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I'm trying to show that the following limit is true for all $\delta\in \mathbb{R}$ and $\varepsilon>0$:

$$\lim_{x\to\infty}\frac{\ln^{\delta}(x)}{x^{\varepsilon}}=0$$

I know that applying L'Hopital's rule $\lceil\delta\rceil$ times so that (disregarding constants):

$$\lim_{x\to\infty}\frac{\ln^{\delta}(x)}{x^{\varepsilon}}=\dots\sim\lim_{x\to\infty}\frac{\frac{1}{x^\delta}}{x^{\varepsilon-\delta}}=\lim_{x\to\infty}\frac{1}{x^{\varepsilon}}=0$$

Is my proof valid? Is there a more direct proof without using L'Hopital?

Thank you.

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$\ln^d(x)$ means $(\ln x)^d$, correct? –  MJD May 22 '12 at 20:16
    
Yes. That's how we write it... :-) –  Amihai Zivan May 22 '12 at 20:18
1  
The derivatives of the top get messy. Things may feel simpler if you let $y=\ln x$, then the top is just $y^{\delta}$, the bottom is $e^{\epsilon y}$. –  André Nicolas May 22 '12 at 20:20
    
By the way, I forgot to add, I found it quite interesting (and fascinating, perhaps) that $\sum\frac{1}{n\ln^{1+\delta}(n)} $converges for all $\delta>0$, while $\sum\frac{1}{n^{1-\varepsilon}\ln^{\delta}(n)}$ diverges for all $\varepsilon>0$, $\delta\in\mathbb{R}$ –  Amihai Zivan May 22 '12 at 20:32
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2 Answers 2

up vote 3 down vote accepted

When you differentiate $\ln^{\delta}(x)$ with respect to $x$, you will get $\delta \dfrac{\ln^{\delta-1}(x)}{x}$ and not as what you have written. It is easier to do it directly, than use L'Hopital's rule.

Replacing $x$ by $\exp(t)$, we get that $$\lim_{x \rightarrow \infty} \dfrac{\ln^{\delta}(x)}{x^{\varepsilon}} = \lim_{t \rightarrow \infty} \dfrac{t^{\delta}}{\exp(\varepsilon t)}$$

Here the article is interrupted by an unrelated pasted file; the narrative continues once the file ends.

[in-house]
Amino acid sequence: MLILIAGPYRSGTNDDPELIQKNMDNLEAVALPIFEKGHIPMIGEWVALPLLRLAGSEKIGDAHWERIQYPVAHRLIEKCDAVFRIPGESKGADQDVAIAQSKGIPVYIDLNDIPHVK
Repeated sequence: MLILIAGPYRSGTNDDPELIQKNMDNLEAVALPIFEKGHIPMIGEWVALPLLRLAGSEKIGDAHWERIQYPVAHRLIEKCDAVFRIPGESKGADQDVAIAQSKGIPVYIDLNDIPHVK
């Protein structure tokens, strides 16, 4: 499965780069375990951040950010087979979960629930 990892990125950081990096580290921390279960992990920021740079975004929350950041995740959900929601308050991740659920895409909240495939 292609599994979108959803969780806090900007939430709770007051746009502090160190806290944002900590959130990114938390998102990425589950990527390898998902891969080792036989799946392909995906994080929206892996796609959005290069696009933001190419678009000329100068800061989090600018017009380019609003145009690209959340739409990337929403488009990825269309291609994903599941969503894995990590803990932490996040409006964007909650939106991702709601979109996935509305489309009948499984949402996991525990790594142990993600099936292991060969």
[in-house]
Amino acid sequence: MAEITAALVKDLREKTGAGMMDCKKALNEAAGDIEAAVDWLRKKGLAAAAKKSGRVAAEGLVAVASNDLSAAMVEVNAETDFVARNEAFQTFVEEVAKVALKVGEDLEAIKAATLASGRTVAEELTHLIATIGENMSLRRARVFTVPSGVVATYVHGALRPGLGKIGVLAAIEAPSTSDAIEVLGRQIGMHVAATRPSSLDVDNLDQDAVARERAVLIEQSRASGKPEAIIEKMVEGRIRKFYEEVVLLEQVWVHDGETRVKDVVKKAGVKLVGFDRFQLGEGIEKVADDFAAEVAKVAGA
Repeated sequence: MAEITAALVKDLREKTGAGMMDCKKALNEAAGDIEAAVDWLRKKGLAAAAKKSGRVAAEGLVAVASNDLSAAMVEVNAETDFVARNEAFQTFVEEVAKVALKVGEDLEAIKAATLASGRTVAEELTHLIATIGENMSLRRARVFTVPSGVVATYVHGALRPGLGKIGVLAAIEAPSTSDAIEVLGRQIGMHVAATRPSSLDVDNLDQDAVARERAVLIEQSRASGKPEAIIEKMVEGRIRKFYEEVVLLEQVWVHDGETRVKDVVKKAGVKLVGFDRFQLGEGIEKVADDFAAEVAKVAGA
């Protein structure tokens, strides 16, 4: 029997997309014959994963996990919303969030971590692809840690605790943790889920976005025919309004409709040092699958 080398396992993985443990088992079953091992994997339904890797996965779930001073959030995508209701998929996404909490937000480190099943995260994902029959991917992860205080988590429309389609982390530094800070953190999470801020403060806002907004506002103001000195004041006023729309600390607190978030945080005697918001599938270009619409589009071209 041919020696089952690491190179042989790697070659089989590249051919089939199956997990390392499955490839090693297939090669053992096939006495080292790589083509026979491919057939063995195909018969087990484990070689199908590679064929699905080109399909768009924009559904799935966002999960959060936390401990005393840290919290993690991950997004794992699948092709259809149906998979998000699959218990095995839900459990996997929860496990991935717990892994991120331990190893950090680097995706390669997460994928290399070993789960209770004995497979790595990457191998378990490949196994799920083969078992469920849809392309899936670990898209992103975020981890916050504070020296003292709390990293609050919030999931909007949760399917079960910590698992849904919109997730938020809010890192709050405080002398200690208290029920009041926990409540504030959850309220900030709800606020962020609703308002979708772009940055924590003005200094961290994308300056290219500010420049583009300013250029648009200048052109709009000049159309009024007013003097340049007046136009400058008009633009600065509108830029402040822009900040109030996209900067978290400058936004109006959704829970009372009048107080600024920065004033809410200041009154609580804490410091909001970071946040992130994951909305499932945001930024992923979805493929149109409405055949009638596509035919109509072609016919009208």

Note that $$\exp(\varepsilon t) > \dfrac{(\varepsilon t)^n}{n!}$$ where $n$ is chosen so that it is greater than $\delta$. This is so since $\dfrac{(\varepsilon t)^n}{n!}$ is one term in the taylor expansion of $\exp(\varepsilon t)$ and all the other terms are also positive.

Now you get what you want since $$\lim_{t \rightarrow \infty} \dfrac{t^{\delta}}{\exp(\varepsilon t)} < \lim_{t \rightarrow \infty} \dfrac{t^{\delta}}{\dfrac{(\varepsilon t)^n}{n!}} = \lim_{t \rightarrow \infty} \frac{n!}{\varepsilon^n} \dfrac1{t^{n - \delta}} = \frac{n!}{\varepsilon^n} \lim_{t \rightarrow \infty} \dfrac1{t^{n - \delta}} = 0$$

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very nice. thx! –  Amihai Zivan May 22 '12 at 20:27
    
As per your first comment, I specifically mentioned "disregarding constants" and used ~, as opposed to =. –  Amihai Zivan May 22 '12 at 20:37
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Without L'Hopital:

  • If $\delta\gt0$, one can use the identity $$ \frac{\log^\delta x}{x^\varepsilon}=\kappa\cdot\left(\frac{\log z}z\right)^\delta\quad \text{with}\quad z=x^{\varepsilon/\delta}\quad \text{and}\quad \kappa=\left(\frac{\delta}{\varepsilon}\right)^\delta. $$ Now, $z\to+\infty$ when $x\to+\infty$ because $\varepsilon/\delta\gt0$, and $\dfrac{\log u}u\to0$ when $u\to+\infty$.
  • If $\delta\leqslant0$, one can compare the ratio to $\dfrac1{x^\varepsilon}$ for $x\geqslant\mathrm e$.
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